当艺术品保管员 彼得里亚•诺贝尔 正打算清洁一幅有将近400年历史的伦勃朗的画时
When art conservator Petria Noble was preparing to clean a nearly 400-year-old Rembrandt,
she noticed its surface was riddled with microscopic pockmarks.
And Petria is not alone.
Other conservators have reported the strange phenomenon on thousands of other oil paintings.
In addition to threatening the splendor of these priceless pieces of art,
the blemishes are driving some in the art world crazy.
But researchers finally know what’s creating the strange craters.
Petria first noticed the pockmarks under the microscope in 1996.
As it turns out, decades before she came on the scene,
other museum researchers had also seen the craters.
Her predecessors speculated that tiny gas bubbles had percolated out of the painting,
leaving the pockmarks behind.
Petria wanted to understand the anatomy of the pockmarks,
which by the way is awesome, because it’s metal,
the painting is called “Anatomy Lesson of Dr. Nicolaes Tulp.”
So anyway, she carefully removed tiny cross-sections from several craters.
It turns out that many of the craters contained a white muck,
that kinda looks like insect eggs.
But these white lumps are neither insect eggs nor gas bubbles.
Petria and her collaborators figured out that the strange white muck is actually lead soap.
Like the soap Rembrandt might have used to wash his hands after a long day of painting.
Only, instead of being produced by 16th century cosmetic makers,
this lead soap is a product of the painting itself.
And don’t worry.
Your bar of soap doesn’t have lead in it–it contains sodium or potassium instead.
The lead soap formed over many years within the artwork when lone fatty acids from the
oil paint encountered meandering lead ions from pigments.
Metal soaps are often bad news.
When they form at or near a painting’s surface, they can burst through leaving pockmarks that
留下使画作看起来模糊 有沙砾感 且阴暗的凹坑
make art look hazy, gritty, and dull.
The soaps can also leave disfiguring crusts and reflective films on the painting.
But the problems get worse if enough metal soap forms deep within a painting.
The slippery soap can cause something called delamination.
That’s when layers of paint deform, lift up, and flake off–not really something you
want in a piece of artwork whose value is measured in millions of dollars per square meter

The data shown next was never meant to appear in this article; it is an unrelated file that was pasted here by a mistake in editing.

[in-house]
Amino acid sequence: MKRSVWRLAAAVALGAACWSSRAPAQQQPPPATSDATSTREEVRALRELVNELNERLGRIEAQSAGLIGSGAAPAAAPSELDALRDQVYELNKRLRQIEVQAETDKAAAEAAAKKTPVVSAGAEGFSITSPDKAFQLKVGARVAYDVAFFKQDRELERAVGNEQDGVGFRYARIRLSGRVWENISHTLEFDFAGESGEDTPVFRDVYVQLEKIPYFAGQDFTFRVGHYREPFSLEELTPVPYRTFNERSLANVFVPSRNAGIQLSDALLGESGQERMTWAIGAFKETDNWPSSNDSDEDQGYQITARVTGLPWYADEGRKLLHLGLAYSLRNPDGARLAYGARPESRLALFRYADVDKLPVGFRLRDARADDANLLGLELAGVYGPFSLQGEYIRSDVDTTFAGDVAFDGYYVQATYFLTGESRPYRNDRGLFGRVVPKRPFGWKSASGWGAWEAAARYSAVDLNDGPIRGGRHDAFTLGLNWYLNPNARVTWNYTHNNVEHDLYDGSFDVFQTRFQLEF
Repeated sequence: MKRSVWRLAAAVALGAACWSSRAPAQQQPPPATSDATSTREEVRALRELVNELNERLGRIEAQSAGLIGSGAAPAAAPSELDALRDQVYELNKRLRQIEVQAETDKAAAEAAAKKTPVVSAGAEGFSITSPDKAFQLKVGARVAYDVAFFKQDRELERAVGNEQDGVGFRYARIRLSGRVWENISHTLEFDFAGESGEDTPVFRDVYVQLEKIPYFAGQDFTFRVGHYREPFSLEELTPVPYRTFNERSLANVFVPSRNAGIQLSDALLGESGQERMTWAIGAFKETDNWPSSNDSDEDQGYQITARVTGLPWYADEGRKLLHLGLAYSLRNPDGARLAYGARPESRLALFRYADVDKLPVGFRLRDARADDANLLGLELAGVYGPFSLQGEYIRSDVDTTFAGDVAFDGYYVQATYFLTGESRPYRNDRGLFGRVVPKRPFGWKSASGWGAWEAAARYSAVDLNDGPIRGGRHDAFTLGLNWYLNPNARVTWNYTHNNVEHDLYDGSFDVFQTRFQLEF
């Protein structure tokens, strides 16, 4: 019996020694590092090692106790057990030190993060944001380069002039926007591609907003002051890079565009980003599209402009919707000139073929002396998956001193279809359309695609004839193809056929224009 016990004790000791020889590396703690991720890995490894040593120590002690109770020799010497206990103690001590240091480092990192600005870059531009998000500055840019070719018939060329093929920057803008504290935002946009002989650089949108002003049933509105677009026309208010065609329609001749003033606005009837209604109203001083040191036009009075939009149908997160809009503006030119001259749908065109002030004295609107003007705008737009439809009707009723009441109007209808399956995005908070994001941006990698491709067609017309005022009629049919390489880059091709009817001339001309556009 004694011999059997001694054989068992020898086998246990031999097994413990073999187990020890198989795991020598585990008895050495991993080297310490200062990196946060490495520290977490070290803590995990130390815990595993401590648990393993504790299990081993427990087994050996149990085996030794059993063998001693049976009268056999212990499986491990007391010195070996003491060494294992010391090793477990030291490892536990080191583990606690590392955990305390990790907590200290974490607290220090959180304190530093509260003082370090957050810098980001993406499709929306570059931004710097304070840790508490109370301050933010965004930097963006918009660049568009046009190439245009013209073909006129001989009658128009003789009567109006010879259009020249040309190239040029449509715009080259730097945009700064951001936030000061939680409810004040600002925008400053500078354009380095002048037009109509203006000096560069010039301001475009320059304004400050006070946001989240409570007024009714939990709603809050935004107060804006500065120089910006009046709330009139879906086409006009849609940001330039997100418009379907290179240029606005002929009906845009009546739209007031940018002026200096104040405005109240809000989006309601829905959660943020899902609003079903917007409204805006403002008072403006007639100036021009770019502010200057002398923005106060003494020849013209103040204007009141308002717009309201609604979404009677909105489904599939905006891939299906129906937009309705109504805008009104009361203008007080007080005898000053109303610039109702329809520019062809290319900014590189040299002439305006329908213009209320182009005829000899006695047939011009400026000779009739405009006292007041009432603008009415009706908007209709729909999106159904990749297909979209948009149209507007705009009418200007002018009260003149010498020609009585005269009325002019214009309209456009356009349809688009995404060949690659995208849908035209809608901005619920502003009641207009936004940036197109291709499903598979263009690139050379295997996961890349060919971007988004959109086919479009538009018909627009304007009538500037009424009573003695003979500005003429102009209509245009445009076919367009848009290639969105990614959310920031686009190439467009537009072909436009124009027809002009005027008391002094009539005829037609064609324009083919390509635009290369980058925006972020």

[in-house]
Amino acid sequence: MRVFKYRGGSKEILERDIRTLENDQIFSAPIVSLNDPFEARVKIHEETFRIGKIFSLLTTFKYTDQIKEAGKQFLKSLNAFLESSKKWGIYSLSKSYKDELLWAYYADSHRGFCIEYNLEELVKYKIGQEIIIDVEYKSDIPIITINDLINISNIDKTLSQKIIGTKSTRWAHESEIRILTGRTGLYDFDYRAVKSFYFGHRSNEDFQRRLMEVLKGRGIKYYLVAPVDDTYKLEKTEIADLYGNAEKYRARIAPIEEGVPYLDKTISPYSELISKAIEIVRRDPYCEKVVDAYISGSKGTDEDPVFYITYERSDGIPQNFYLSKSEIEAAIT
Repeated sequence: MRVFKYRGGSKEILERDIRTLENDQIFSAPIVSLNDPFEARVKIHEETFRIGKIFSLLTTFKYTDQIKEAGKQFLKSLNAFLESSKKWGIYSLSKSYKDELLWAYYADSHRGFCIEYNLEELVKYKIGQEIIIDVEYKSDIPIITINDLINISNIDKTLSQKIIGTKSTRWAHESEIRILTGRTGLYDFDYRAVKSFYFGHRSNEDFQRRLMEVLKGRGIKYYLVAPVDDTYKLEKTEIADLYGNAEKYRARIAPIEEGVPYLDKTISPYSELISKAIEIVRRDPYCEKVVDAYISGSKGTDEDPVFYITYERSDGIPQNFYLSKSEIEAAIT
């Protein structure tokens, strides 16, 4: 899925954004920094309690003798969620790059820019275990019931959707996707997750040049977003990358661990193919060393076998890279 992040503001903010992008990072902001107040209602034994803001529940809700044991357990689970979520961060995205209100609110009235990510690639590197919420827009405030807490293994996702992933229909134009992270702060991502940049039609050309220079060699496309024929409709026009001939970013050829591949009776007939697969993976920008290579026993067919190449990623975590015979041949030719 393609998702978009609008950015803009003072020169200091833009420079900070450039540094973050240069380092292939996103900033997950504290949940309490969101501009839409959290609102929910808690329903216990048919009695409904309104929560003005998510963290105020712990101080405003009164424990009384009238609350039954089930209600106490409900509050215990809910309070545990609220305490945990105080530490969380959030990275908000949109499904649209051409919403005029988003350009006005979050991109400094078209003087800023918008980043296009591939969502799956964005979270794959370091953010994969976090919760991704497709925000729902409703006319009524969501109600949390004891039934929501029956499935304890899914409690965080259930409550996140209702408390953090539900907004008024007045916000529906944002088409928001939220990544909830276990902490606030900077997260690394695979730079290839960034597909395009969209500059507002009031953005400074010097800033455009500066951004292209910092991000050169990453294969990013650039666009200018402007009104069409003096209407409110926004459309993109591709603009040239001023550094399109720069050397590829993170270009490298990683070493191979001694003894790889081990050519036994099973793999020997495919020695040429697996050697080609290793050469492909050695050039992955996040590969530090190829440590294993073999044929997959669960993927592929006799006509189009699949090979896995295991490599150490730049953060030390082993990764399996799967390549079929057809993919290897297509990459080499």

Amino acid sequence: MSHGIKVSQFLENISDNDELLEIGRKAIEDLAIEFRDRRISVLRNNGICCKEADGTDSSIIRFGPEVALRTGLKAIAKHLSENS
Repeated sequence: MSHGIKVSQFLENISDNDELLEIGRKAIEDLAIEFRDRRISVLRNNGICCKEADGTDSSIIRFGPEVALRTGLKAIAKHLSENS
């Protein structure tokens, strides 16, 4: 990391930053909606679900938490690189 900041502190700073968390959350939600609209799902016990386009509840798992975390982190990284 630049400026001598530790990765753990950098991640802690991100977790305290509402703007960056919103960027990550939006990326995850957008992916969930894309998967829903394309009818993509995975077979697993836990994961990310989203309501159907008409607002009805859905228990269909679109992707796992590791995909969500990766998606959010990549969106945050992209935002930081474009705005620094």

Understanding what’s going on in these masterpieces,
has required that scientists literally watch paint dry.
Here’s what they’ve found.
The oil in oil paint usually comes from linseed plants–also known as flax seed.
Linseed oil features a glycerol backbone which can support a variety of fatty acids, such
as linolenic acid.
When exposed to air the fatty acids polymerize into a complicated mesh that becomes the tough
material which you may know as “dry paint.”
Besides oil, every paint also contains its own peculiar mixture of colorful pigments
and additives that, for example, help maintain the paint’s texture and stability.
But it turns out that the incredibly complicated chemical system we call dry paint is not always stable.
Over time, heat and humidity sever the fatty acids from the paint’s glycerol backbone.
These negatively charged fatty acids wander through paint’s polymer matrix until they’re
drawn to positively charged metal ions like lead and zinc, which are used in pigments.
The fatty acids and metal marry to form soap, which accumulate into white lumps.
世界各地的艺术品保管员已经在弗朗西斯科•徳 戈雅 文森特•梵高
Conservators around the world have discovered soaps in artwork by Francisco de Goya, Vincent
Van Gogh, Piet Mondrian, Georgia O’Keefe and many others.
Artwork from the 13th century to modern day.
Although we understand the basic chemistry behind the metal soaps, conservators are still
trying to figure out the best ways to clean these soap-laden paintings–and whether cleaning
is even a good idea.
这是因为 对保管员来说 可行的最安全的清理策略之一
That’s because one of the safest cleaning strategies available to conservators–namely
using good old water–may actually accelerate metal soap formation.
So what do you think?
Is it worth the risk to try to clean these works of art?
Or should we just learn to appreciate the haze from metal soaps,
like we do with the green patina of oxidized copper?
Tell us what you think in the comments.
当艺术品保管员 彼得里亚•诺贝尔 正打算清洁一幅有将近400年历史的伦勃朗的画时